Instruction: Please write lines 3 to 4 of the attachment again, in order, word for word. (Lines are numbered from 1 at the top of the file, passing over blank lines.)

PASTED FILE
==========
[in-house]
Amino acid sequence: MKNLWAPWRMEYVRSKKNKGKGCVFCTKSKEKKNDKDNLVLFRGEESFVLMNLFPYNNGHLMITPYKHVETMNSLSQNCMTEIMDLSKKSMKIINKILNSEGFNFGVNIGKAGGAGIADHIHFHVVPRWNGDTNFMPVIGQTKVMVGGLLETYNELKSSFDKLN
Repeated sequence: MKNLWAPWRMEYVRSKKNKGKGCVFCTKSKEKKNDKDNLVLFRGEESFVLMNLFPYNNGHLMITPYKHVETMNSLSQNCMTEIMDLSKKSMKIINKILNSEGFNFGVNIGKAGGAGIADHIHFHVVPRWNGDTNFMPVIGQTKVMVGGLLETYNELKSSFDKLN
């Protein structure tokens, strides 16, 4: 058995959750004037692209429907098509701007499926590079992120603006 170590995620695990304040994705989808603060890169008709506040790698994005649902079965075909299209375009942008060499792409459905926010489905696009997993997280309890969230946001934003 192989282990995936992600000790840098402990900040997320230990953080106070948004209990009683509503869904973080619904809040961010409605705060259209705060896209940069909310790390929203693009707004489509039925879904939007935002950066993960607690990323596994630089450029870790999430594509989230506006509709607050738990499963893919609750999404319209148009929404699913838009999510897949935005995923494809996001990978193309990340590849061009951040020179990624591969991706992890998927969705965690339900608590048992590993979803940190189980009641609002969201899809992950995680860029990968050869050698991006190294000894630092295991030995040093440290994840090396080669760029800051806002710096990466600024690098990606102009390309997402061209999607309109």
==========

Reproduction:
Repeated sequence: MKNLWAPWRMEYVRSKKNKGKGCVFCTKSKEKKNDKDNLVLFRGEESFVLMNLFPYNNGHLMITPYKHVETMNSLSQNCMTEIMDLSKKSMKIINKILNSEGFNFGVNIGKAGGAGIADHIHFHVVPRWNGDTNFMPVIGQTKVMVGGLLETYNELKSSFDKLN
């Protein structure tokens, strides 16, 4: 058995959750004037692209429907098509701007499926590079992120603006 170590995620695990304040994705989808603060890169008709506040790698994005649902079965075909299209375009942008060499792409459905926010489905696009997993997280309890969230946001934003 192989282990995936992600000790840098402990900040997320230990953080106070948004209990009683509503869904973080619904809040961010409605705060259209705060896209940069909310790390929203693009707004489509039925879904939007935002950066993960607690990323596994630089450029870790999430594509989230506006509709607050738990499963893919609750999404319209148009929404699913838009999510897949935005995923494809996001990978193309990340590849061009951040020179990624591969991706992890998927969705965690339900608590048992590993979803940190189980009641609002969201899809992950995680860029990968050869050698991006190294000894630092295991030995040093440290994840090396080669760029800051806002710096990466600024690098990606102009390309997402061209999607309109």